Chris Grayling closed 18 prisons and wings, reallocating the population into the shrunk estate. He cut prison staff by more than a third in each prison. The result was overcrowded, understaffed, violent prisons full of drugs and very disaffected staff trying to control frustrated prisoners on restricted regimes.

I was expecting some thinking on who we send to prison and what we do with them when they are incarcerated to create the conditions for radical reform. I was disappointed as the proposals were oddly reminiscent of things that Labour tried and contributed to this mess in the first place.

Labour was very proud of building lots of new prisons, hoping that they would build their way out of an overcrowding crisis. What happened of course was that new prisons were filled even before they were completed so the old prisons couldn’t be closed. Today we hear that £1.3 billion will be spent on building ‘reform prisons’ that will pilot new ways of working. My worry is that they will become warehouses unless the sheer number of prisons is restricted and resources are allocated to allow for just the sort of flexibility being proposed.

Giving governors more autonomy sounds good, and I support it in principle, but they always used to have their own budgets with discretion to choose how to spend it, including commissioning education and other services. It is no good having increased autonomy if they are constantly firefighting an overcrowding crisis and not given the resources, including well trained prison staff, to implement new ideas.

We already have league tables for prisons. Every few months assessments of how prisons are performing are published, along with regular inspections and independent boards monitor conditions. Reoffending rates are published but this information is less robust as prisoners tend to move round the system so how can one establishment be accountable.

I was pleased to hear that work inside prisons is going to be a key reform. But, the Prime Minister referred to a small project in one prison. Projects with desultory training in the few hours that men get to spend out of their cells will not instil a work ethic or achieve work readiness. Prisoners get a pack of cereals and a teabag at night so they don’t have breakfast, are not showered or clean, are wearing sweaty and shabby clothes.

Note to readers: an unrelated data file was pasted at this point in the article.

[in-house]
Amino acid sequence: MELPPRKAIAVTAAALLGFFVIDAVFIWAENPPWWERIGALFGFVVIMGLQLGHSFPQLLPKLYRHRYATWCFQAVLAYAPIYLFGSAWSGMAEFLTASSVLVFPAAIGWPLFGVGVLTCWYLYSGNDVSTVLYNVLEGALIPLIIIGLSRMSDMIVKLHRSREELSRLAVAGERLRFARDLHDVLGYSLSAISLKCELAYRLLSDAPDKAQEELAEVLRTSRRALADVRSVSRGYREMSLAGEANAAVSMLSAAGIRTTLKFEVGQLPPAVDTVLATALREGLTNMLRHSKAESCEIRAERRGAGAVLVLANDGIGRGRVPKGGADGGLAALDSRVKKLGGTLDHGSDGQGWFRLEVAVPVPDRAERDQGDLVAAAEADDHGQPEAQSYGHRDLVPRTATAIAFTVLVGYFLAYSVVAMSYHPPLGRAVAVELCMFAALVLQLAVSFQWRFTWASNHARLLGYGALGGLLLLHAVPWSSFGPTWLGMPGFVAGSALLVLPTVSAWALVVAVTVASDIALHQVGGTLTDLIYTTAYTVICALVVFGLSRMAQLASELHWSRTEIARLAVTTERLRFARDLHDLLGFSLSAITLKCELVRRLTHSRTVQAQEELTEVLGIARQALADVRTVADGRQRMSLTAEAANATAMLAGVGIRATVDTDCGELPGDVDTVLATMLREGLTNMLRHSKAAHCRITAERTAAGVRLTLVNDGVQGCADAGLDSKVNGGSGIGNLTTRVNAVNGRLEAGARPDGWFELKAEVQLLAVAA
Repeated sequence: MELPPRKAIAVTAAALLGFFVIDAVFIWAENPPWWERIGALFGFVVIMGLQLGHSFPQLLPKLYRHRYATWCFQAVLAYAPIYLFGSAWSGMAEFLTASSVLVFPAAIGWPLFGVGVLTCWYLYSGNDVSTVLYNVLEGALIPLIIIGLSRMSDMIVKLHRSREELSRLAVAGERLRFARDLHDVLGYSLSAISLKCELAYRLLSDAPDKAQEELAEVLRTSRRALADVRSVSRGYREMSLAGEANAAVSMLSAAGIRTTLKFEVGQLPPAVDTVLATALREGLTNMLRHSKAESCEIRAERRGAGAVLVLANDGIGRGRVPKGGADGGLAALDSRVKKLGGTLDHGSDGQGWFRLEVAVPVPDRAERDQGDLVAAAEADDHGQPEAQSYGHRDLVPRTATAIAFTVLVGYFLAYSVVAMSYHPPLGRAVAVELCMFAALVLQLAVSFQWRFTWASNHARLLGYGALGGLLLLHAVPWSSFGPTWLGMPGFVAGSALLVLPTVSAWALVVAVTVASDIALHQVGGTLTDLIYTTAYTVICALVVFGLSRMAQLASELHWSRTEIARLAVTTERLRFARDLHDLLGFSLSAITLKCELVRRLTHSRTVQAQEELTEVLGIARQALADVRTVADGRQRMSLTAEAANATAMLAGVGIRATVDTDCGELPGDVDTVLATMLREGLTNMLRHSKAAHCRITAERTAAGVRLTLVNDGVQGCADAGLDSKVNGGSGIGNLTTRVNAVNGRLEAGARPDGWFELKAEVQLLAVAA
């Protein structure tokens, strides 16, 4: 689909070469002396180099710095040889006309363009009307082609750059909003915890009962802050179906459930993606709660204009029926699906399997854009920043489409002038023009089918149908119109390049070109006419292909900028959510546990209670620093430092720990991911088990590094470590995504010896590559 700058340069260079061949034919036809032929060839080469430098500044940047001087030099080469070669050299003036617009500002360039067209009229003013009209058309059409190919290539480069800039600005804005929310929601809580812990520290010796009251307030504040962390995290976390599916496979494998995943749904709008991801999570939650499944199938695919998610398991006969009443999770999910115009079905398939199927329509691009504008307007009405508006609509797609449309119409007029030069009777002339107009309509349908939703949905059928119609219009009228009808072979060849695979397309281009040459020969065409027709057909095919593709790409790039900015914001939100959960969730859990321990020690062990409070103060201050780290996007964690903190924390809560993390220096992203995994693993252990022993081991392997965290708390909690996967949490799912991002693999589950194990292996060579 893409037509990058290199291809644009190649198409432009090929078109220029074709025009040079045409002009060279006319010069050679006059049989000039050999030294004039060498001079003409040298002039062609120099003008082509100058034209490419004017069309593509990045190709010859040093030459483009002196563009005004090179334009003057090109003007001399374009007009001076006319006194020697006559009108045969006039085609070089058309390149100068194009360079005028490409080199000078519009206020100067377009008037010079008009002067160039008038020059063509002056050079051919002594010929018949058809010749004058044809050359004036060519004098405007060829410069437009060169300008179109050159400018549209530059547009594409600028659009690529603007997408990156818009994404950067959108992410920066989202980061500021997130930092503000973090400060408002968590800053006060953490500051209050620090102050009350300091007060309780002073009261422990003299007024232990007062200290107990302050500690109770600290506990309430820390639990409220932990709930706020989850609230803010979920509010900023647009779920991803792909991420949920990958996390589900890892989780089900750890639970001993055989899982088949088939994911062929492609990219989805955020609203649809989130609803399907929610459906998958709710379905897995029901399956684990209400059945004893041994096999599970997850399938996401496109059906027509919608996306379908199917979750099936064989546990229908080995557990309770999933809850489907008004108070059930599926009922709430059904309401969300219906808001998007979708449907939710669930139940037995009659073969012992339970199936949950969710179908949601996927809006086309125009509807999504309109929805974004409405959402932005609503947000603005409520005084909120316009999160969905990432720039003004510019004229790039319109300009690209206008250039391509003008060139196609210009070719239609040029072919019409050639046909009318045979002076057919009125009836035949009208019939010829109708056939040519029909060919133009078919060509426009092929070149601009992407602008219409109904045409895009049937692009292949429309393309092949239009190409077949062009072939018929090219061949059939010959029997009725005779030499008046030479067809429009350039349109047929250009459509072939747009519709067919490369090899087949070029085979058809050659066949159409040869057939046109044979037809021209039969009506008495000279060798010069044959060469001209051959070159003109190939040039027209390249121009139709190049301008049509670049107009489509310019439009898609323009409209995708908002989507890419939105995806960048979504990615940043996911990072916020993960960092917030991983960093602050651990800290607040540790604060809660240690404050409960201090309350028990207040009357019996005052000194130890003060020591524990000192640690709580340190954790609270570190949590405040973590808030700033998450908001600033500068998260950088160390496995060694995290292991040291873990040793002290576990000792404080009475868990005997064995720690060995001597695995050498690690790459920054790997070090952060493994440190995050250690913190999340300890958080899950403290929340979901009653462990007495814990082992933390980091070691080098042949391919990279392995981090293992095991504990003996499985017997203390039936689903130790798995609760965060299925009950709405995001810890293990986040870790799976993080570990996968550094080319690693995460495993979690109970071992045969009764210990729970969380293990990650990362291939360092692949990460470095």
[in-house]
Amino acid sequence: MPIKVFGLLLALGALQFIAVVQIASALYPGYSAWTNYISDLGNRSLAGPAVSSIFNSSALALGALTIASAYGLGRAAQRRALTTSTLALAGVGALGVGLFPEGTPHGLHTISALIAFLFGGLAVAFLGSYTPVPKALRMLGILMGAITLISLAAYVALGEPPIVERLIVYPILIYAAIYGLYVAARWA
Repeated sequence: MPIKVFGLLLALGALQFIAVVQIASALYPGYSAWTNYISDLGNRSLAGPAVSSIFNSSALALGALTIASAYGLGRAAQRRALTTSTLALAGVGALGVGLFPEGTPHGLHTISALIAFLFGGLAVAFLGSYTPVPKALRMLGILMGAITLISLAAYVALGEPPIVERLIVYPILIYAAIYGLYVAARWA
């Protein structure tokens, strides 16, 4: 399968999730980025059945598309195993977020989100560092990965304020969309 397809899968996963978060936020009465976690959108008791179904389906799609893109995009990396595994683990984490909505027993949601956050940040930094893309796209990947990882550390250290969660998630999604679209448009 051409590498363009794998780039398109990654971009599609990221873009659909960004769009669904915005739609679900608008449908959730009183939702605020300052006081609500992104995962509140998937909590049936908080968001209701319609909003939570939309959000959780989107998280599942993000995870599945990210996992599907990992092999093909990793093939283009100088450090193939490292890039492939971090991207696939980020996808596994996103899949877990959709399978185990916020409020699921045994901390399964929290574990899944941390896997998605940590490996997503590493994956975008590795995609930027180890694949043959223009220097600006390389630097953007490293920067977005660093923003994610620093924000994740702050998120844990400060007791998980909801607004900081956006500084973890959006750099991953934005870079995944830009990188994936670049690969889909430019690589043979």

Every day men and women are released from prison to go to work in the community as part of their programme of reintegration. This is extremely successful with incredibly few failures. So what is the point of adding extra expense to the public by tagging these people, unless the purpose is just to feed the coffers of the private security companies.

There are imaginative ways of using technology but what was being suggested today looks as though it is just adding restrictions by tracking people. That would be neither creative nor effective.

David Cameron is looking to his legacy. I fear that I could be listening to a Prime Minister in five or ten years bewailing the dreadful prison conditions in institutions that are no different to today’s overcrowded dirty prisons, except that they were built more recently. He will have achieved a massive investment of capital into expanding the penal estate but, whilst there will be more prisons, even the new jails could be overcrowded, stinking and places of inactivity and violence.

I want the Prime Minister to look back on today’s speech with pride because it achieved humanity in a system that is currently failing. I would like to see a prison system in decades to come that is purposeful, with men and women busy all day, getting exercise for the mind, body and soul. I would like to see prisons that only hold people who really need to be there because they have committed serious and violent crimes but whose lives will be turned around, who achieve redemption in their own eyes and that of victims and the public.

My job is to hold him to account for this vision. If what he announced today achieves radical reform and changes lives for the better, I will cheer. I will be watching.

Frances Crook is the Chief Executive of the Howard League for Penal Reform.